Explore bundles of flavor at Din Tai Fung

Steamed shrimp shao mai. Photo Courtesy of Wikipedia Commons

Located on the second floor of Lincoln Square right next to the sky bridge, Din Tai Fung my personal favorite restaurant in downtown Bellevue is a ridiculously popular Chinese dim sum restaurant. It was completely abuzz when I visited, just as it is every night. The restaurant does not take reservations so during dinnertime there is always a crowd in the hallway waiting to be seated. Although the wait can be up to an hour, the restaurant has a system of notifying the customer 15 minutes before there is room for them to be seated so anyone is free to roam the area and have time to get back when their table is ready.

The atmosphere in Din Tai Fung is not quiet and relaxed as one would expect from an expensive high-end restaurant. No formal dress is required and there is no pressure to maintain strict manners. Although the casual atmosphere makes the Din Tai Fung a comfortable place to eat, the entire restaurant is incredibly loud. The walls, floor and ceiling are all hard surfaces on which sound reverberates and combined with the many screaming children the noise level impacted the overall experience.

The method of ordering food is different at Din Tai Fung compared to a traditional restaurant. Every table is provided with one menu that showcases the dishes and a small piece of paper listing them all. The guests put a checkmark by every dish they want and hand the list to the waiter to order their food. All the food comes out in small portions over a period of time, so there is always more to eat when the first portions run out – which they quickly will.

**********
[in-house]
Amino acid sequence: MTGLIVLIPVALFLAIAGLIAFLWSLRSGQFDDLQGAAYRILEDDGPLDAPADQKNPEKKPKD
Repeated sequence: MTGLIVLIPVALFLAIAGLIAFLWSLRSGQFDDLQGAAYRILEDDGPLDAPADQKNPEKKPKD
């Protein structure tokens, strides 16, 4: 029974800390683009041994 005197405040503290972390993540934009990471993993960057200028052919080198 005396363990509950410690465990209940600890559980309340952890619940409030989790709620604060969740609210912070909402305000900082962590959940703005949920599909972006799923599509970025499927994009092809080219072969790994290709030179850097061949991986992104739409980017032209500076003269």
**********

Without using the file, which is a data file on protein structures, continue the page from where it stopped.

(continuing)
Every dish I tried at Din Tai Fung was fantastic. All of their steamed food arrives right in burning hot bamboo steamers which the waiters and waitresses carry around in tall stacks. The service was quick and every waiter and waitress was kind and courteous.

By far the most popular dish and my personal favorite is the xiaolongbao. Xiaolongbao is a type of steamed dumpling that is filled with meat and soup broth. They arrive freshly cooked by the dozen in bamboo steamers and disappear fast – my family went through five servings.

The hardest part about eating the xiaolongbao is being careful not to tear it open to save all the broth inside. They cannot be picked up with a fork or a spoon, so they have to be eaten with chopsticks. Even if someone does not have that skill, it is well worth learning to be able to taste the xialongbao.

The most interesting part of the menu is the desserts. Aside from a couple flavors of ice cream, the dessert options are those that you would not find in a typical restaurant – sweet black sesame filled dumplings, red bean buns and sweet sticky rice were all on the menu. I tried the sesame dumplings, and although the taste was unique the filling had the consistency of coffee grounds. I would recommend sticking to the ice cream.

Overall, dining at Din Tai Fung was an experience I would gladly go through again. Although the long wait might be daunting for first-time visitors, anyone who has eaten there before will know that the food is well worth the wait.
I would recommend Din Tai Fung to anyone who likes to branch out and try unique dishes – as long as they are patient.